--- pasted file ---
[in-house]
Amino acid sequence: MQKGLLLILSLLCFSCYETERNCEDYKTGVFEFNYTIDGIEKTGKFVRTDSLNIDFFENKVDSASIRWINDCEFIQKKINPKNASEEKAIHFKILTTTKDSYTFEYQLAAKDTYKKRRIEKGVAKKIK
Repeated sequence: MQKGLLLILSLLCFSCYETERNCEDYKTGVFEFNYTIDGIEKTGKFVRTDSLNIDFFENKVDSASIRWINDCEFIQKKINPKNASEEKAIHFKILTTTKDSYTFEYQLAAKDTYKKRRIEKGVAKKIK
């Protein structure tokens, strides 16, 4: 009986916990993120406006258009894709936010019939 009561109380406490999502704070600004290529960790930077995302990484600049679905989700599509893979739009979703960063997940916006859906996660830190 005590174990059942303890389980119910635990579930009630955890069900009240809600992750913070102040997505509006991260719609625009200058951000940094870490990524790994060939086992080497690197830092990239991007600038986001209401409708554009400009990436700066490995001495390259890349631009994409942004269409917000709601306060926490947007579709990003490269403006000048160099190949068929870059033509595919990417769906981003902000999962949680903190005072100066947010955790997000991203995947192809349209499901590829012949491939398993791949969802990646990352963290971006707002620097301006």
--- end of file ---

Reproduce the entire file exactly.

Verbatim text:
[in-house]
Amino acid sequence: MQKGLLLILSLLCFSCYETERNCEDYKTGVFEFNYTIDGIEKTGKFVRTDSLNIDFFENKVDSASIRWINDCEFIQKKINPKNASEEKAIHFKILTTTKDSYTFEYQLAAKDTYKKRRIEKGVAKKIK
Repeated sequence: MQKGLLLILSLLCFSCYETERNCEDYKTGVFEFNYTIDGIEKTGKFVRTDSLNIDFFENKVDSASIRWINDCEFIQKKINPKNASEEKAIHFKILTTTKDSYTFEYQLAAKDTYKKRRIEKGVAKKIK
């Protein structure tokens, strides 16, 4: 009986916990993120406006258009894709936010019939 009561109380406490999502704070600004290529960790930077995302990484600049679905989700599509893979739009979703960063997940916006859906996660830190 005590174990059942303890389980119910635990579930009630955890069900009240809600992750913070102040997505509006991260719609625009200058951000940094870490990524790994060939086992080497690197830092990239991007600038986001209401409708554009400009990436700066490995001495390259890349631009994409942004269409917000709601306060926490947007579709990003490269403006000048160099190949068929870059033509595919990417769906981003902000999962949680903190005072100066947010955790997000991203995947192809349209499901590829012949491939398993791949969802990646990352963290971006707002620097301006």